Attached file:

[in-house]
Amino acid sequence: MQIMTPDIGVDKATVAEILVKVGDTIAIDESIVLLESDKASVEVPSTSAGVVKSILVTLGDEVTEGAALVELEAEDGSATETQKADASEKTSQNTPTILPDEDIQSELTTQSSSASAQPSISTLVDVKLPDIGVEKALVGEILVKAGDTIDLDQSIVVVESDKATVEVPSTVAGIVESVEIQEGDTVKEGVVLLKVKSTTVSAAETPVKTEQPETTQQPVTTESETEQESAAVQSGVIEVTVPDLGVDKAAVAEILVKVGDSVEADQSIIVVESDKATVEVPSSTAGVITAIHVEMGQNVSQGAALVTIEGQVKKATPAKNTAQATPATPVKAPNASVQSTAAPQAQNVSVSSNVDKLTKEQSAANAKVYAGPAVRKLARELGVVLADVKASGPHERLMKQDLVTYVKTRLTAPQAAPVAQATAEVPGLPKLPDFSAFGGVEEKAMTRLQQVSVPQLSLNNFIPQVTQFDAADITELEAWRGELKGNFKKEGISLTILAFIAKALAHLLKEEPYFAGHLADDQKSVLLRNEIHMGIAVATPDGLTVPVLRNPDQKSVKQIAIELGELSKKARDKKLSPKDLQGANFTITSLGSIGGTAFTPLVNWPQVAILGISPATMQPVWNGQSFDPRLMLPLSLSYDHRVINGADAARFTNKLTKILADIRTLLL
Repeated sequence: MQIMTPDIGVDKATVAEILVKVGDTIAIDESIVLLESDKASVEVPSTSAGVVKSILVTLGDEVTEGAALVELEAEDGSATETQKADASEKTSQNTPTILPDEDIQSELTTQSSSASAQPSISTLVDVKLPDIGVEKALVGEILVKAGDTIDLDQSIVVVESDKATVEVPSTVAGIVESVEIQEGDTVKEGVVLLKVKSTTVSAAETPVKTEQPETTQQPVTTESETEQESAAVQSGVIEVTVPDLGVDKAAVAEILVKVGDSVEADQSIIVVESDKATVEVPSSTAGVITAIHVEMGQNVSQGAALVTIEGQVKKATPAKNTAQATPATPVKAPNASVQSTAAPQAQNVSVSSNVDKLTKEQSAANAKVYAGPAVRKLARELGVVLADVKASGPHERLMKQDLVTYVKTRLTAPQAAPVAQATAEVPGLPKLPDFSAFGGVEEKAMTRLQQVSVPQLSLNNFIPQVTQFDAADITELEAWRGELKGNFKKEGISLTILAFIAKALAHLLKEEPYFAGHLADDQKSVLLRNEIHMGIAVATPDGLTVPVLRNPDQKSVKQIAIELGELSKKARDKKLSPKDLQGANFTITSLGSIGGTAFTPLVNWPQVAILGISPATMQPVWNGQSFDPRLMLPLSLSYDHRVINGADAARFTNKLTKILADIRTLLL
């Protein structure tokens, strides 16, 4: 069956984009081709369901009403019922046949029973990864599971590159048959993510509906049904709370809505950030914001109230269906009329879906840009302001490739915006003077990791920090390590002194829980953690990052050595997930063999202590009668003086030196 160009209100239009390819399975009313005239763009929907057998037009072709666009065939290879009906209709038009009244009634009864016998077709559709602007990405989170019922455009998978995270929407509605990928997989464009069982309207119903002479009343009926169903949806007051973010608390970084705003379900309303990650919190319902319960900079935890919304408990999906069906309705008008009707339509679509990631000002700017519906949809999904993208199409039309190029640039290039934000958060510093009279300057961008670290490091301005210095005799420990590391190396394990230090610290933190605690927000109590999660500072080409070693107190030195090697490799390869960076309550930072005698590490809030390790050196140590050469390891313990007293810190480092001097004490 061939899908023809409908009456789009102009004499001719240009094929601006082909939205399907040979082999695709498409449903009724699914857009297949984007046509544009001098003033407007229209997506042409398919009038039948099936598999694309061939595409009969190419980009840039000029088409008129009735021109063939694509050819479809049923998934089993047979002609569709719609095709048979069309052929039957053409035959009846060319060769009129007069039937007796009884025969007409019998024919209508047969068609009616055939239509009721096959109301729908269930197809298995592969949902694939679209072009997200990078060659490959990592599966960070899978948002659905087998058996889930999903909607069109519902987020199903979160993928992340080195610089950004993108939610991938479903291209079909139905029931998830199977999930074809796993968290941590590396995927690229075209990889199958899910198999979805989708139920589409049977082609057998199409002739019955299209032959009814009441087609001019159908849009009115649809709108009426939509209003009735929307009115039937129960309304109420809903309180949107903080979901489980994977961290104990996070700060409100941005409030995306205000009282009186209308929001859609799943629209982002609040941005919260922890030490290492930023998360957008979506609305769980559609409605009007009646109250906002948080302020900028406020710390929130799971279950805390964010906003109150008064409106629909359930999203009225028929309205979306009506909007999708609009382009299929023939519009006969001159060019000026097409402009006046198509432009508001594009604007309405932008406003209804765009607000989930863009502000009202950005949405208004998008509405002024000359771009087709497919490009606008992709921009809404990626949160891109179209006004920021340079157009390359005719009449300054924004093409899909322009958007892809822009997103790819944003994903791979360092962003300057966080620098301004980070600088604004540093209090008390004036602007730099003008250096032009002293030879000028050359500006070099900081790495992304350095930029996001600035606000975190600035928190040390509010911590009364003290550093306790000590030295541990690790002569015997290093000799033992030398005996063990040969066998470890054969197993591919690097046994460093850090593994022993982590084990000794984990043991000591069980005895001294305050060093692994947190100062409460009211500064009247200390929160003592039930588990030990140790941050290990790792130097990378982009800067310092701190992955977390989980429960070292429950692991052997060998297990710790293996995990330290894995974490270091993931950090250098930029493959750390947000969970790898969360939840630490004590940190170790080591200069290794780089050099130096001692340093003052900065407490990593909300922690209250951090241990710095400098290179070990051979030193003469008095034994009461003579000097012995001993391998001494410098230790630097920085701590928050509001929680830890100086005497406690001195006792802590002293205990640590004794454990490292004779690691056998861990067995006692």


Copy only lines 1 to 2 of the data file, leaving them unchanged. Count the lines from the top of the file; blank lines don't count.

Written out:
[in-house]
Amino acid sequence: MQIMTPDIGVDKATVAEILVKVGDTIAIDESIVLLESDKASVEVPSTSAGVVKSILVTLGDEVTEGAALVELEAEDGSATETQKADASEKTSQNTPTILPDEDIQSELTTQSSSASAQPSISTLVDVKLPDIGVEKALVGEILVKAGDTIDLDQSIVVVESDKATVEVPSTVAGIVESVEIQEGDTVKEGVVLLKVKSTTVSAAETPVKTEQPETTQQPVTTESETEQESAAVQSGVIEVTVPDLGVDKAAVAEILVKVGDSVEADQSIIVVESDKATVEVPSSTAGVITAIHVEMGQNVSQGAALVTIEGQVKKATPAKNTAQATPATPVKAPNASVQSTAAPQAQNVSVSSNVDKLTKEQSAANAKVYAGPAVRKLARELGVVLADVKASGPHERLMKQDLVTYVKTRLTAPQAAPVAQATAEVPGLPKLPDFSAFGGVEEKAMTRLQQVSVPQLSLNNFIPQVTQFDAADITELEAWRGELKGNFKKEGISLTILAFIAKALAHLLKEEPYFAGHLADDQKSVLLRNEIHMGIAVATPDGLTVPVLRNPDQKSVKQIAIELGELSKKARDKKLSPKDLQGANFTITSLGSIGGTAFTPLVNWPQVAILGISPATMQPVWNGQSFDPRLMLPLSLSYDHRVINGADAARFTNKLTKILADIRTLLL